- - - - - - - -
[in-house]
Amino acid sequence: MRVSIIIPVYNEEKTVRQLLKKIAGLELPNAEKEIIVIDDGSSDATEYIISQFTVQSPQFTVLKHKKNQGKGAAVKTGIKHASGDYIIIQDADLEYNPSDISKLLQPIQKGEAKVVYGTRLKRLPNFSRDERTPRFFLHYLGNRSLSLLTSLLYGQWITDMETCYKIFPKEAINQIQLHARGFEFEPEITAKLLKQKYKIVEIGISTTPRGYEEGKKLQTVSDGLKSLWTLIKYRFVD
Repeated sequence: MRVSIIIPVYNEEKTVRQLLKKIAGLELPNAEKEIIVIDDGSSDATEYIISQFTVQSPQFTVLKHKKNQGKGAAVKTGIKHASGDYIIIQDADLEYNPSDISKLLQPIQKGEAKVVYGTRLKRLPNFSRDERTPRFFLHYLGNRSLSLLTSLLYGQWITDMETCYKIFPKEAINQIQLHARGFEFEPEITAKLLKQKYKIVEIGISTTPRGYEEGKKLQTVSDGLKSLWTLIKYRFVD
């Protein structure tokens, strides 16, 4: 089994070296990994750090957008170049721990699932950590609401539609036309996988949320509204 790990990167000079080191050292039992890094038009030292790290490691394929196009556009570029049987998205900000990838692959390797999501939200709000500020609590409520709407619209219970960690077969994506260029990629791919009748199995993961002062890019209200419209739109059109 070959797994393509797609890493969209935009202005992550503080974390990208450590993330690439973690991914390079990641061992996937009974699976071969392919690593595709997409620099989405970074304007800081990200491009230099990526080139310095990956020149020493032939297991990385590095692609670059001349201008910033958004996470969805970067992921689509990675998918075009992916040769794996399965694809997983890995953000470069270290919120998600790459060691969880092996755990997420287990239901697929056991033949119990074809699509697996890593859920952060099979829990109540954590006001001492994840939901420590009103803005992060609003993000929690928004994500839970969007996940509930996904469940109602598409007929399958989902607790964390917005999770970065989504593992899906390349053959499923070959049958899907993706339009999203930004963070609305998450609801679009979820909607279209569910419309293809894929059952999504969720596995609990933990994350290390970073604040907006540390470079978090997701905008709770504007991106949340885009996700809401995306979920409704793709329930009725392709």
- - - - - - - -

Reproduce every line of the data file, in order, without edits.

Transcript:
[in-house]
Amino acid sequence: MRVSIIIPVYNEEKTVRQLLKKIAGLELPNAEKEIIVIDDGSSDATEYIISQFTVQSPQFTVLKHKKNQGKGAAVKTGIKHASGDYIIIQDADLEYNPSDISKLLQPIQKGEAKVVYGTRLKRLPNFSRDERTPRFFLHYLGNRSLSLLTSLLYGQWITDMETCYKIFPKEAINQIQLHARGFEFEPEITAKLLKQKYKIVEIGISTTPRGYEEGKKLQTVSDGLKSLWTLIKYRFVD
Repeated sequence: MRVSIIIPVYNEEKTVRQLLKKIAGLELPNAEKEIIVIDDGSSDATEYIISQFTVQSPQFTVLKHKKNQGKGAAVKTGIKHASGDYIIIQDADLEYNPSDISKLLQPIQKGEAKVVYGTRLKRLPNFSRDERTPRFFLHYLGNRSLSLLTSLLYGQWITDMETCYKIFPKEAINQIQLHARGFEFEPEITAKLLKQKYKIVEIGISTTPRGYEEGKKLQTVSDGLKSLWTLIKYRFVD
């Protein structure tokens, strides 16, 4: 089994070296990994750090957008170049721990699932950590609401539609036309996988949320509204 790990990167000079080191050292039992890094038009030292790290490691394929196009556009570029049987998205900000990838692959390797999501939200709000500020609590409520709407619209219970960690077969994506260029990629791919009748199995993961002062890019209200419209739109059109 070959797994393509797609890493969209935009202005992550503080974390990208450590993330690439973690991914390079990641061992996937009974699976071969392919690593595709997409620099989405970074304007800081990200491009230099990526080139310095990956020149020493032939297991990385590095692609670059001349201008910033958004996470969805970067992921689509990675998918075009992916040769794996399965694809997983890995953000470069270290919120998600790459060691969880092996755990997420287990239901697929056991033949119990074809699509697996890593859920952060099979829990109540954590006001001492994840939901420590009103803005992060609003993000929690928004994500839970969007996940509930996904469940109602598409007929399958989902607790964390917005999770970065989504593992899906390349053959499923070959049958899907993706339009999203930004963070609305998450609801679009979820909607279209569910419309293809894929059952999504969720596995609990933990994350290390970073604040907006540390470079978090997701905008709770504007991106949340885009996700809401995306979920409704793709329930009725392709």